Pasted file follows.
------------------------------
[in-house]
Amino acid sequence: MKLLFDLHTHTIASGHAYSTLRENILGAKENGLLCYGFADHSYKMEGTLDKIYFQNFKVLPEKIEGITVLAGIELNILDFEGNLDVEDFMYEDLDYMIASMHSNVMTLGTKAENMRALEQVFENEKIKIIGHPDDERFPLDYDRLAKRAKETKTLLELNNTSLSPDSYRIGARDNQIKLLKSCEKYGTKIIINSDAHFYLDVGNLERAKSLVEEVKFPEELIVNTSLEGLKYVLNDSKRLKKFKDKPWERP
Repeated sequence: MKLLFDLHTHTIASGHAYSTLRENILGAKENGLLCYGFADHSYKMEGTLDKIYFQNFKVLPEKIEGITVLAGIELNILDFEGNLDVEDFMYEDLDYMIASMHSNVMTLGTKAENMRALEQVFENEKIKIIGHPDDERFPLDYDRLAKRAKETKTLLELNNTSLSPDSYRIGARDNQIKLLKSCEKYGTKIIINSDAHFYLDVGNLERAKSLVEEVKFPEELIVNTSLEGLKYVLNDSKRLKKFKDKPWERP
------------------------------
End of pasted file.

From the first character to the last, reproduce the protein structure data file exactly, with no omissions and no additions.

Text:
[in-house]
Amino acid sequence: MKLLFDLHTHTIASGHAYSTLRENILGAKENGLLCYGFADHSYKMEGTLDKIYFQNFKVLPEKIEGITVLAGIELNILDFEGNLDVEDFMYEDLDYMIASMHSNVMTLGTKAENMRALEQVFENEKIKIIGHPDDERFPLDYDRLAKRAKETKTLLELNNTSLSPDSYRIGARDNQIKLLKSCEKYGTKIIINSDAHFYLDVGNLERAKSLVEEVKFPEELIVNTSLEGLKYVLNDSKRLKKFKDKPWERP
Repeated sequence: MKLLFDLHTHTIASGHAYSTLRENILGAKENGLLCYGFADHSYKMEGTLDKIYFQNFKVLPEKIEGITVLAGIELNILDFEGNLDVEDFMYEDLDYMIASMHSNVMTLGTKAENMRALEQVFENEKIKIIGHPDDERFPLDYDRLAKRAKETKTLLELNNTSLSPDSYRIGARDNQIKLLKSCEKYGTKIIINSDAHFYLDVGNLERAKSLVEEVKFPEELIVNTSLEGLKYVLNDSKRLKKFKDKPWERP